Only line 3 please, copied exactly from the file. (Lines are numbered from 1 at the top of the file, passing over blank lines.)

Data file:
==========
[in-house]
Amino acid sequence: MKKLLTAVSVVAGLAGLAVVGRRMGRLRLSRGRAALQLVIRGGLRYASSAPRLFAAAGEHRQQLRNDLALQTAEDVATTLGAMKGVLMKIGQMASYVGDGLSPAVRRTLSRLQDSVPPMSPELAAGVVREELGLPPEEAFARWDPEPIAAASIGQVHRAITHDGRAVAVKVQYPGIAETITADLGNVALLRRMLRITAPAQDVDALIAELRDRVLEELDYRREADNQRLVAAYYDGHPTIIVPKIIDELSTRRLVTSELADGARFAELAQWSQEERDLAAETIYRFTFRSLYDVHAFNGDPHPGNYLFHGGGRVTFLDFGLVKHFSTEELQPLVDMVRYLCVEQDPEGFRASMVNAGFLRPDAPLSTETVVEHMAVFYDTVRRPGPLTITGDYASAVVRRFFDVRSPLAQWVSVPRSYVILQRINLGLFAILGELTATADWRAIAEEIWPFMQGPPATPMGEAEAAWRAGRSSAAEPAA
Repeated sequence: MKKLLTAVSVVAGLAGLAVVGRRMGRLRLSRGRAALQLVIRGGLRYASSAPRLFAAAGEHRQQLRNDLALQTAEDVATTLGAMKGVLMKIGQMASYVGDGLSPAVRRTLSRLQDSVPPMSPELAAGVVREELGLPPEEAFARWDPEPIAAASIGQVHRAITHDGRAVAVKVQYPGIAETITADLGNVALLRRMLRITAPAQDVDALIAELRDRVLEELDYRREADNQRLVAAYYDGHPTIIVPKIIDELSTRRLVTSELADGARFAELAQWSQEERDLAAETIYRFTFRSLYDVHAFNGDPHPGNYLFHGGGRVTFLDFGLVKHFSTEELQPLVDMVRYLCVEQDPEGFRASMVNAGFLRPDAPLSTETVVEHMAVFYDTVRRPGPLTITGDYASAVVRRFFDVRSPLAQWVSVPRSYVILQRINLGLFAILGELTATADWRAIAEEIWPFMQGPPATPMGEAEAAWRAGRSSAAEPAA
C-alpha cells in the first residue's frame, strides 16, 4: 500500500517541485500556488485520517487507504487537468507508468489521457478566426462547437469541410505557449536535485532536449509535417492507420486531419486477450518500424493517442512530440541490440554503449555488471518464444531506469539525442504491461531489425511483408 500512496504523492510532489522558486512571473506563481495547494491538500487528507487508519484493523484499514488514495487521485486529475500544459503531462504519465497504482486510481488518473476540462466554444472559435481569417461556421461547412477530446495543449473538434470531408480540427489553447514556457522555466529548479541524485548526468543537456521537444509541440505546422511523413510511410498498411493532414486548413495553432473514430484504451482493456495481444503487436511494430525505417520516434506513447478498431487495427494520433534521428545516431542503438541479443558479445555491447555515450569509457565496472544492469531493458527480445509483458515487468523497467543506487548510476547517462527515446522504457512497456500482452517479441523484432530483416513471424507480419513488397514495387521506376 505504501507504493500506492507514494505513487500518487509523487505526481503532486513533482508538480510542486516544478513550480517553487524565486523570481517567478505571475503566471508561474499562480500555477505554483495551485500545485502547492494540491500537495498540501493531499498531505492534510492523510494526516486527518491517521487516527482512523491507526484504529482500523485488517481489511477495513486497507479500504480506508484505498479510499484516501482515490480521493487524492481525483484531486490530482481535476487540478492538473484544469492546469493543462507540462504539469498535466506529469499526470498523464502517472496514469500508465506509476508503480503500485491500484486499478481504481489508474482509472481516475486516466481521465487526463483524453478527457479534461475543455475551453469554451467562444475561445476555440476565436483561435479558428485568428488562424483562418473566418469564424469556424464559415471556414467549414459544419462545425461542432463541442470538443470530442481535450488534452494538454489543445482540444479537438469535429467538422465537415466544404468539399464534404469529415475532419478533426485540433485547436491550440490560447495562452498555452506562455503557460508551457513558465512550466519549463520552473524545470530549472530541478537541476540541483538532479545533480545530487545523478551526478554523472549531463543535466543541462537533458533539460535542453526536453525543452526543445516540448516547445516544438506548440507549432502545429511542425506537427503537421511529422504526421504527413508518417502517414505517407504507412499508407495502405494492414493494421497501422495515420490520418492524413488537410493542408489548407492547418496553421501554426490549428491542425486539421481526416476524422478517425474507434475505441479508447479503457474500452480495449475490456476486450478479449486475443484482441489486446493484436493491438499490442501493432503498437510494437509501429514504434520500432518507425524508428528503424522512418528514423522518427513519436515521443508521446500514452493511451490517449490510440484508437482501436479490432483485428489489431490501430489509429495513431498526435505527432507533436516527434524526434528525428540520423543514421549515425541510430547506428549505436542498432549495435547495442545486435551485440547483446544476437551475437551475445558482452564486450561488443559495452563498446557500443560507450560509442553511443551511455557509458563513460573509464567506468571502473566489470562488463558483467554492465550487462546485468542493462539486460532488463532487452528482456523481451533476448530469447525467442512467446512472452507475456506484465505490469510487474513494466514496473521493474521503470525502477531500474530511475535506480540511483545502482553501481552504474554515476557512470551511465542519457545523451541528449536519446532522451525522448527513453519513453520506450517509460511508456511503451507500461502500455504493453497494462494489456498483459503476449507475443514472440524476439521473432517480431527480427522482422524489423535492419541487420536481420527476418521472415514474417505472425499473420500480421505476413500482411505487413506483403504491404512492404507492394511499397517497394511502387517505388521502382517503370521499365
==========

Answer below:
Repeated sequence: MKKLLTAVSVVAGLAGLAVVGRRMGRLRLSRGRAALQLVIRGGLRYASSAPRLFAAAGEHRQQLRNDLALQTAEDVATTLGAMKGVLMKIGQMASYVGDGLSPAVRRTLSRLQDSVPPMSPELAAGVVREELGLPPEEAFARWDPEPIAAASIGQVHRAITHDGRAVAVKVQYPGIAETITADLGNVALLRRMLRITAPAQDVDALIAELRDRVLEELDYRREADNQRLVAAYYDGHPTIIVPKIIDELSTRRLVTSELADGARFAELAQWSQEERDLAAETIYRFTFRSLYDVHAFNGDPHPGNYLFHGGGRVTFLDFGLVKHFSTEELQPLVDMVRYLCVEQDPEGFRASMVNAGFLRPDAPLSTETVVEHMAVFYDTVRRPGPLTITGDYASAVVRRFFDVRSPLAQWVSVPRSYVILQRINLGLFAILGELTATADWRAIAEEIWPFMQGPPATPMGEAEAAWRAGRSSAAEPAA